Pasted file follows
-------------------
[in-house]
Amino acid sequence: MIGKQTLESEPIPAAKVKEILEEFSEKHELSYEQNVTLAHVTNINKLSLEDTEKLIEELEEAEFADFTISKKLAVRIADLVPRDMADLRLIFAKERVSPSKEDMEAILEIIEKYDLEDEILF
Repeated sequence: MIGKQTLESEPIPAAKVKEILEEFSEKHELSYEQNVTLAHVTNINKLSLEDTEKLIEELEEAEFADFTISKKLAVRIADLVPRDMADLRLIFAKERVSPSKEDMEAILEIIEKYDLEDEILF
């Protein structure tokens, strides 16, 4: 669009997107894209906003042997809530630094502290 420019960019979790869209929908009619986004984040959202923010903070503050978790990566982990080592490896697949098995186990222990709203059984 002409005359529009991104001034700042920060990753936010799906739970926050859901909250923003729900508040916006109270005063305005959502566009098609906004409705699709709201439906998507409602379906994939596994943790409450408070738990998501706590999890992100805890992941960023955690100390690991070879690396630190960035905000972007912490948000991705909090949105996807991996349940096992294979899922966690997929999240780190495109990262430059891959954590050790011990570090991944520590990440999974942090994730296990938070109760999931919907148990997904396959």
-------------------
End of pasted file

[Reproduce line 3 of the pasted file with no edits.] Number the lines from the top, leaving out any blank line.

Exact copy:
Repeated sequence: MIGKQTLESEPIPAAKVKEILEEFSEKHELSYEQNVTLAHVTNINKLSLEDTEKLIEELEEAEFADFTISKKLAVRIADLVPRDMADLRLIFAKERVSPSKEDMEAILEIIEKYDLEDEILF